3. POWER OF TELEVISION: ("This is Us Spoiler" warning) Last week on one of America's most popular shows, This Is Us, a fire started in the family kitchen because of a faulty Crock Pot. The next day, Crock Pot stock fell TWENTY percent. Crock Pot's name was not visible, but the company was forced to go into damage control about the safety of their products.
  4. As our culture continues to search for answers in a faithless world, there is yet more evidence for the emptiness of that search. The most popular class at Yale EVER is taking place this semester. It is called unofficially "Happiness" or Psychology and The Good Life. 25% of the student body is taking it – 1,200 people - and the professor believes it will be the roots of "needed social change." The course basically teaches students how to find the things - and invest in the things – that make THEM happy. Sadly, if we think our happiness rests in ourselves, we'll always be lost. We have to understand the larger story we are part of and our purpose in it. That's when we find more than happiness, but true meaning. #youcantfinditinaclass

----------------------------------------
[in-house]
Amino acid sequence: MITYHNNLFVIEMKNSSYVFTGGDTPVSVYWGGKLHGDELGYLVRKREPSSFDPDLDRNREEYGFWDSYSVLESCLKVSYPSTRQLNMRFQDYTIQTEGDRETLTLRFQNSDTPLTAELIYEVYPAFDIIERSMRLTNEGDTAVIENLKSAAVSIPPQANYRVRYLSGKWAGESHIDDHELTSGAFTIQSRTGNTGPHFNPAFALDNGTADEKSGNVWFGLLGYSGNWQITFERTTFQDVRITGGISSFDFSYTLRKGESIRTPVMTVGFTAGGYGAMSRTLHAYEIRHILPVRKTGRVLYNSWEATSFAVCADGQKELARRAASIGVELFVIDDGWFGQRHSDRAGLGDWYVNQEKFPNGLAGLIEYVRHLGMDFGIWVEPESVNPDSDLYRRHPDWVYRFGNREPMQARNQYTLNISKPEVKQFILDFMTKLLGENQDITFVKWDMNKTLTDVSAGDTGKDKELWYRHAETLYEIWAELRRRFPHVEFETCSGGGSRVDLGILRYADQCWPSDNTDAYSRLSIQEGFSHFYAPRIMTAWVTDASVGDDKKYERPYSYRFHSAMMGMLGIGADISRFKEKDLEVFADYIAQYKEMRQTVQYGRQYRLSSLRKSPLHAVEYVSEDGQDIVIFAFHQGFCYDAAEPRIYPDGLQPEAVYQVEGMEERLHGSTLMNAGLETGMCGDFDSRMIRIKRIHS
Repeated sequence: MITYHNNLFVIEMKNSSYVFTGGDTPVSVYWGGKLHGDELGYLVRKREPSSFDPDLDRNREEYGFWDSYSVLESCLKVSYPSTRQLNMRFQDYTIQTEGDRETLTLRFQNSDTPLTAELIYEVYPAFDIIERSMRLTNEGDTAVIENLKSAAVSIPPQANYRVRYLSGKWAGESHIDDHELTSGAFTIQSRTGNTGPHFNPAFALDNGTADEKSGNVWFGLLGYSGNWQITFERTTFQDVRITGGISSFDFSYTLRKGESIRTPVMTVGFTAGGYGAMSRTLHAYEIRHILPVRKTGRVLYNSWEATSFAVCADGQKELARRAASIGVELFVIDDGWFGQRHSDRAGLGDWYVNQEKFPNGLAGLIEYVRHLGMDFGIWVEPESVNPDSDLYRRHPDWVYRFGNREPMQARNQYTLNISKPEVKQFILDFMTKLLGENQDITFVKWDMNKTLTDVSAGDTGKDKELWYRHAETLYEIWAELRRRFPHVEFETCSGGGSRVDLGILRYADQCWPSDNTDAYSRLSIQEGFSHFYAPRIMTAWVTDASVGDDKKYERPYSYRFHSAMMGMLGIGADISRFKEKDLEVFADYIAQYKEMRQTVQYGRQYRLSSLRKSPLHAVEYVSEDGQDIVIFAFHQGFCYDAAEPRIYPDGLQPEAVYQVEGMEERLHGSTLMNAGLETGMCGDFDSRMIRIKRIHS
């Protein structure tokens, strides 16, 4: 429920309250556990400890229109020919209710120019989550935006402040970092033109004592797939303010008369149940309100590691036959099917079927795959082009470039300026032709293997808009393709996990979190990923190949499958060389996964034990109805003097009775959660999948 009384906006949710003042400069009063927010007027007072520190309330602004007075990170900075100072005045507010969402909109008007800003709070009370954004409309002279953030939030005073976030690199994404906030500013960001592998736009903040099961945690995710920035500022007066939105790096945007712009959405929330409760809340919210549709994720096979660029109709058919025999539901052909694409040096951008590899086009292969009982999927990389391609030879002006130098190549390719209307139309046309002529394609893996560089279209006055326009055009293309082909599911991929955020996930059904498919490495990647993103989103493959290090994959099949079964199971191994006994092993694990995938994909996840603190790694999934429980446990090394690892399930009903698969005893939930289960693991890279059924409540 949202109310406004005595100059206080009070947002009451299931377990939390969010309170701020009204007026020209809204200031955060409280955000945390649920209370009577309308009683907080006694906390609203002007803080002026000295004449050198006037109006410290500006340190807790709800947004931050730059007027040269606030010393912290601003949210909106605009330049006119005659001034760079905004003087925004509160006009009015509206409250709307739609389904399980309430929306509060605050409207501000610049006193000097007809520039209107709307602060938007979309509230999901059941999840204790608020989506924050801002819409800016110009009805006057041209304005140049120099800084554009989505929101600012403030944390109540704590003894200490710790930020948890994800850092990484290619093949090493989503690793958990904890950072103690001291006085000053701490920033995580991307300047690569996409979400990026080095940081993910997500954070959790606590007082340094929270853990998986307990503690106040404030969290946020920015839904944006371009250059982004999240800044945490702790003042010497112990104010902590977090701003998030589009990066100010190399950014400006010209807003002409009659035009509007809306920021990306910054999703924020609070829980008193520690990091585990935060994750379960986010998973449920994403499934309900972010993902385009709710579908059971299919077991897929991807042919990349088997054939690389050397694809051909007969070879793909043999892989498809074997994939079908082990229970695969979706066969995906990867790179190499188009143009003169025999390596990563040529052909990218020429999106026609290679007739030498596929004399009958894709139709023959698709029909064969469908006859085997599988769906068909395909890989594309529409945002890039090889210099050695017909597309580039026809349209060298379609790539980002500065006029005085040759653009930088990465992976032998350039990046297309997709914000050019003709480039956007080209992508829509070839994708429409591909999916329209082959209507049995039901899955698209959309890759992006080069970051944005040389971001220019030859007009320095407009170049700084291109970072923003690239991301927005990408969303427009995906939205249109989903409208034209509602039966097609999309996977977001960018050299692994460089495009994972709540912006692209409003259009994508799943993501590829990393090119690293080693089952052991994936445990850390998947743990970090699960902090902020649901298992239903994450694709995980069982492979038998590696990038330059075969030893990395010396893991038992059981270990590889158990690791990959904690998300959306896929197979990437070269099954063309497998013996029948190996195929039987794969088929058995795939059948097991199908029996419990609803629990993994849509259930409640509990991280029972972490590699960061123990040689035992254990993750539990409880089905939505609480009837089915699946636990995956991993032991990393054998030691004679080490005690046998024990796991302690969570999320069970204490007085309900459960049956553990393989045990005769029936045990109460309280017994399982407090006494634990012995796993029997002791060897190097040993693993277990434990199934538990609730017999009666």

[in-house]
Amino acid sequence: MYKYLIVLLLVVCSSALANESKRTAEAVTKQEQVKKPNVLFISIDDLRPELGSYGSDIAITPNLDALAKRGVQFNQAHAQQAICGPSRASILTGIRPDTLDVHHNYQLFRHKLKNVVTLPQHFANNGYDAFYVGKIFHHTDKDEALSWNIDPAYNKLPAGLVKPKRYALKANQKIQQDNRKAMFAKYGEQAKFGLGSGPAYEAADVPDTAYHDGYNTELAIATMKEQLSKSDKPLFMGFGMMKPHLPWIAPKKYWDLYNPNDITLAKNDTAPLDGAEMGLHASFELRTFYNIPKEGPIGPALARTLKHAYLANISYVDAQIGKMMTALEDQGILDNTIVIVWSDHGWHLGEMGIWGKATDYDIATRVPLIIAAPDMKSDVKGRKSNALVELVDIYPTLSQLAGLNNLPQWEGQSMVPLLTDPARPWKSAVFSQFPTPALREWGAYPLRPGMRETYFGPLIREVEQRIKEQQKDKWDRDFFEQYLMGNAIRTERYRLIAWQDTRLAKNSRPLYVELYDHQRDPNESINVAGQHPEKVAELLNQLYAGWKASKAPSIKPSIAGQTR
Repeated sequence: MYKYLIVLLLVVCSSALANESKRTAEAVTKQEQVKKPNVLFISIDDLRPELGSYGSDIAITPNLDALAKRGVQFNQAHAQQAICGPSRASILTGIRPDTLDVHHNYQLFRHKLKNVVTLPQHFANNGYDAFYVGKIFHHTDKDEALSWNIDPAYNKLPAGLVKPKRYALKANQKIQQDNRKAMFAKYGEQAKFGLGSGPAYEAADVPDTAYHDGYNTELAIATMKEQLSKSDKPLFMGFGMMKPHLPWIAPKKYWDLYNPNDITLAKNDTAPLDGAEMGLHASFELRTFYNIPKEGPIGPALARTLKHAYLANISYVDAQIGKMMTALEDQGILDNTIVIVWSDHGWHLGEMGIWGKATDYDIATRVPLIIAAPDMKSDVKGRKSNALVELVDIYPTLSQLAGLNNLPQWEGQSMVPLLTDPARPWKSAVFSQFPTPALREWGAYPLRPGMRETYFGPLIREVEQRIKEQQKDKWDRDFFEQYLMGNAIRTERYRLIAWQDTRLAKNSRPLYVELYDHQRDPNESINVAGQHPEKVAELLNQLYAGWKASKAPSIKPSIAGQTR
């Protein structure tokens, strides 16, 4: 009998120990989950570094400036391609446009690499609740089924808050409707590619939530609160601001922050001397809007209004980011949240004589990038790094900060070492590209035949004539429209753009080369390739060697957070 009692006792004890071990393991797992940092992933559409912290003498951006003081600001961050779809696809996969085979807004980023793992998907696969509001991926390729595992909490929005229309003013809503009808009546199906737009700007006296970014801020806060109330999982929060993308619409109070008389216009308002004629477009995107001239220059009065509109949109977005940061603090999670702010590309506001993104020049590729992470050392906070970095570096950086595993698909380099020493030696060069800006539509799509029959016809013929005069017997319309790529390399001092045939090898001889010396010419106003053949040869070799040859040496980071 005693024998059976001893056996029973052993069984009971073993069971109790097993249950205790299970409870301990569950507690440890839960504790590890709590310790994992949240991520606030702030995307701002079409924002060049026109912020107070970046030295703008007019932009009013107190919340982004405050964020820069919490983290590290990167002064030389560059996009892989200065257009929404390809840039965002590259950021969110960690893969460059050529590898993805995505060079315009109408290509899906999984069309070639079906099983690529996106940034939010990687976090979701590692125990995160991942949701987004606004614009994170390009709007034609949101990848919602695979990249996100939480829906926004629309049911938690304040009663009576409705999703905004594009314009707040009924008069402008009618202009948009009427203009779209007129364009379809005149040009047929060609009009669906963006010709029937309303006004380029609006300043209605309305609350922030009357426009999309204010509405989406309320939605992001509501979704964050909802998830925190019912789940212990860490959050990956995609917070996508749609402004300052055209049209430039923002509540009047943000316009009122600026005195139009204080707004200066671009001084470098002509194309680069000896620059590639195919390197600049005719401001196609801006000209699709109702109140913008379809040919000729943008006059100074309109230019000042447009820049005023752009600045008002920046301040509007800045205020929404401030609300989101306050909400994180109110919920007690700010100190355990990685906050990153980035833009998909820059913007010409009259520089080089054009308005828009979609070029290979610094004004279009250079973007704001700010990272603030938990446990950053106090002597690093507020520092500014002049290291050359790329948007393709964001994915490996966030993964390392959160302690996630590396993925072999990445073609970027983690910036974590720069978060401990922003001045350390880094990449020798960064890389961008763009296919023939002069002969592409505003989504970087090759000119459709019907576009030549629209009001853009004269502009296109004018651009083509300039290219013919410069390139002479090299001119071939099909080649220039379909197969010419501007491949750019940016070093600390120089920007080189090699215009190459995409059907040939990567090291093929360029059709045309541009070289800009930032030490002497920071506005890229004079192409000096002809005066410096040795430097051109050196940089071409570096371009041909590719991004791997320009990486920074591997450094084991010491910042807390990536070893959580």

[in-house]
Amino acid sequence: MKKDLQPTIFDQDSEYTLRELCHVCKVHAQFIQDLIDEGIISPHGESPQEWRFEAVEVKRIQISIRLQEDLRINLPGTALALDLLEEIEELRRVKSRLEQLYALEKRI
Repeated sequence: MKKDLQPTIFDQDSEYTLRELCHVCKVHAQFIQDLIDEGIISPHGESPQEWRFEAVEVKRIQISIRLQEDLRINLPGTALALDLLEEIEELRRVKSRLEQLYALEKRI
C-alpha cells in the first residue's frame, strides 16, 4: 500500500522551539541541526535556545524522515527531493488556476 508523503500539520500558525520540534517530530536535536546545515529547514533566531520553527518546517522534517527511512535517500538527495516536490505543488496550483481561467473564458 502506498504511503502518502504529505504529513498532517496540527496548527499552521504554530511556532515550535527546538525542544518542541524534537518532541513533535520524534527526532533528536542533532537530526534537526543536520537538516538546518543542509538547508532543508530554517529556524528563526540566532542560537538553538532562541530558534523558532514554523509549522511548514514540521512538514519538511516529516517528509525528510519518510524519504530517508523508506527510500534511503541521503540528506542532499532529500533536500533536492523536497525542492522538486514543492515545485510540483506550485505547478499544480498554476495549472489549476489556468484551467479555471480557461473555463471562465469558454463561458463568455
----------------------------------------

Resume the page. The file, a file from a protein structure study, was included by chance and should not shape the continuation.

5. PARENTAL STRUGGLE: The most pressing question for parents these days seems to be "when do I give my child a smartphone?" Children put enormous pressure on parents as their peers now receive them at far younger ages. Yet, those who make the technology - execs at Apple and Google – are admitting their addictive power and keeping their children from them. One parent said in the WSJ, "It's like trying to teach your kid to use cocaine, but in a balanced way." Parents readily admit, as soon as their child has one, it reshapes their lives. Said another, "You think you're buying technology, but now it's like oxygen to her." Children unable to use their phones show marked increases in anxiety. Half of the teens surveyed in 2016 said they felt addicted to their phones. Their exposure to both dangerous content and the scorn of others is beyond measure. And then there are parents like Felice Ahn who will not allow her children to have them. She says, "Maybe people are finally realizing and the pendulum will swing back. We are just fine being different." I think the right answer varies according to the child, but I would recommend reading Andy Crouch's, The Tech-Wise Family. Having a smartphone requires AT LEAST the same maturity as driving a car. Parents have to decide when their child has reached that point. Can they handle something that has the power not only to improve their lives, but destroy them?